In May, ProPublica published an article that took a close look at a computer program used in many jurisdictions to forecast whether criminal defendants are likely to commit crimes if released.

To test its accuracy, we obtained the risk scores for thousands of defendants in Broward County, Florida, and tracked down how many were arrested again within two years. We found that about 60 percent of those classified as higher risk went on to commit new crimes, a rate that was the same for both black and white defendants.

When we analyzed the 40 percent of predictions that were incorrect, we found a significant racial disparity. Black defendants were twice as likely to be rated as higher risk but not re-offend. And white defendants were twice as likely to be charged with new crimes after being classed as lower risk.

The company that makes the software we analyzed, Northpointe, has released a paper defending its approach, arguing that its test is unbiased because it is equally predictive for black and white defendants. The company said the inaccurate predictions were irrelevant because they were of “no practical use to a practitioner in a criminal justice agency.”

We have reviewed Northpointe’s claims and stand by our conclusions and findings.

In its paper, Northpointe dismissed the racial disparities we detected by saying “this pattern does not show evidence of bias, but rather is a natural consequence of using unbiased scoring rules for groups that happen to have different distributions of scores.” In simple terms, the company is arguing that one would expect more black defendants to be classified as higher risk because they are as a group more likely to be arrested for new crimes.

That is true, but not the whole story.

To understand what’s really going on, think of the Northpointe software as a tool that sorts defendants by those deemed at higher risk of committing new crimes and those less likely to do so.

The customers for this product — mainly judges — use its predictions to help make pivotal decisions about peoples’ lives. Who can be diverted into drug treatment programs? Who can be released before trial? Who should be sent to prison for the longest possible time? Who should get a lenient sentence?

Northpointe says the test serves customers well since it is both informative (60 percent accuracy is better than a coin flip) and unbiased (it correctly sorts black and white defendants at roughly the same rate.)

But things look very different when analyzed from the perspective of the defendants, particularly those wrongly classified as future criminals.

Here’s how that played out in the real world of Broward County’s courts:When the algorithm crunched data on black defendants, it placed 59 percent of them in the more likely to re-offend category, a larger group than the 51 percent who actually did commit crimes.

There were too many people in that high-risk group, which meant that the most likely error for black defendants was to be wrongly classified as higher risk.

By contrast, the software underestimated the number of white defendants who would commit new crimes, classifying only 35 percent as higher risk, short of the 39 percent who actually went on to be arrested. This meant the most likely error for white defendants was to be incorrectly judged as low risk.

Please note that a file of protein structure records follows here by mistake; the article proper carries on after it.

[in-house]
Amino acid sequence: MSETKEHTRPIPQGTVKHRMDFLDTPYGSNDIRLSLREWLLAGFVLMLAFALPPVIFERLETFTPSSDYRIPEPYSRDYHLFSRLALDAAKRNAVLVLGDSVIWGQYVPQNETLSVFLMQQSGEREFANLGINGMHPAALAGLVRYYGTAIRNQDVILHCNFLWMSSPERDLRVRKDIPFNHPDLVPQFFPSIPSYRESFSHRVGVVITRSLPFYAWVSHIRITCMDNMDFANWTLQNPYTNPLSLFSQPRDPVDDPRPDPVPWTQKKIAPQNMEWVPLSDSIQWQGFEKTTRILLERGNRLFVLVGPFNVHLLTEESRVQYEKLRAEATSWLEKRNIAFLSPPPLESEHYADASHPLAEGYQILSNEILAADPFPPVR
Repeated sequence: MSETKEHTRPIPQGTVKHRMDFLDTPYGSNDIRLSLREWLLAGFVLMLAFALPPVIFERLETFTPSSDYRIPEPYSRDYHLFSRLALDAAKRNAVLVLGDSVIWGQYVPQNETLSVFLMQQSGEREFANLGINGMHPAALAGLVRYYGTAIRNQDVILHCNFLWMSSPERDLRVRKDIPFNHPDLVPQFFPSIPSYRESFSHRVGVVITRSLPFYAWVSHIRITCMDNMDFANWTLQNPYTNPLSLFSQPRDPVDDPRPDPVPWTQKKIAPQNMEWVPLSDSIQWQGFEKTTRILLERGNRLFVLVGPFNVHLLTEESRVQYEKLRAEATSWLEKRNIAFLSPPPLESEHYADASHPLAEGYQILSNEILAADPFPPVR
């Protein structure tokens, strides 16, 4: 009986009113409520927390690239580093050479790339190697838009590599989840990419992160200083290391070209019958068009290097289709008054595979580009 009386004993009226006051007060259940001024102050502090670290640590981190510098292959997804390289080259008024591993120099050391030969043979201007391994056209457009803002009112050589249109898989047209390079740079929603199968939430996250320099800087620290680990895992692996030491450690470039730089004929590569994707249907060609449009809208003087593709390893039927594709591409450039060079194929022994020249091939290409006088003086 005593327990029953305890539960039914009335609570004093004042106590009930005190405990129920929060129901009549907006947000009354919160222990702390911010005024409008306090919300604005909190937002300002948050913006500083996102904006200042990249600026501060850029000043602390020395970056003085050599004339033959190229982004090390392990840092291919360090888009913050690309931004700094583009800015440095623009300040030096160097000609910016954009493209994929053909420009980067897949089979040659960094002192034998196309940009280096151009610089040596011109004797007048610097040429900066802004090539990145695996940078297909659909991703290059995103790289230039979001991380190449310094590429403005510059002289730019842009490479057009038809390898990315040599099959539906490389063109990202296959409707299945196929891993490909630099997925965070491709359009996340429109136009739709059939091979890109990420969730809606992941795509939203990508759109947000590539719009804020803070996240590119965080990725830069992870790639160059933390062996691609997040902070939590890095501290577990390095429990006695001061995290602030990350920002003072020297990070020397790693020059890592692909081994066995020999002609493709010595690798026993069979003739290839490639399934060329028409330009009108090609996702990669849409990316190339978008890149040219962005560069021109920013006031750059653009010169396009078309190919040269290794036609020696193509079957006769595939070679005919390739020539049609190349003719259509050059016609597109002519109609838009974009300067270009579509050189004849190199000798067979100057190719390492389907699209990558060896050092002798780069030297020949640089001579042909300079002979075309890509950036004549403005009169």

Court records show that 805 of the 1,795 of the black defendants who did not commit future crimes were deemed higher risk by Northpointe. The test was much more accurate for white defendants who did not commit future crimes. Only 349 of the 1,488 categorized as higher risk were not arrested on new charges over the next two years.

When we calculated those percentages, it turned out that 45 percent of black, higher risk defendants were misclassified as compared to 23 percent of comparably scored white defendants.

An important question is: Are black people still disproportionately getting higher scores even while taking into account differences in the rates of re-offending, criminal history, age and gender? The answer is yes. We used a statistical technique called logistic regression to control for all those variables, and found black defendants were still 45 percent more likely to get a higher score.

Andrew Gelman, professor of statistics and political science at Columbia University, said the issues raised by the Northpointe algorithm are not uncommon in statistics.

“This is a situation where even if the system could be calibrated correctly” — meaning, it’s equally accurate between racial groups — “it can be unfair to different groups,” Gelman said.

“From the perspective of the sentencer it might be unbiased,” he said. “But from the perspective of a criminal defendant it could be biased.”

Bias against defendants is what the U.S. legal system is designed to prevent. “The whole point of due process is accuracy, to prevent people from being falsely accused,” says Danielle Citron, law professor at the University of Maryland. “The idea that we are going to live with a 40% inaccurate result, that is skewed against a subordinated group, to me is a mind-boggling way to think about accuracy.”

If you are interested, read our more technical response to Northpointe’s criticisms. You can also read our annotated responses to an academic paper that defended Northpointe’s approach.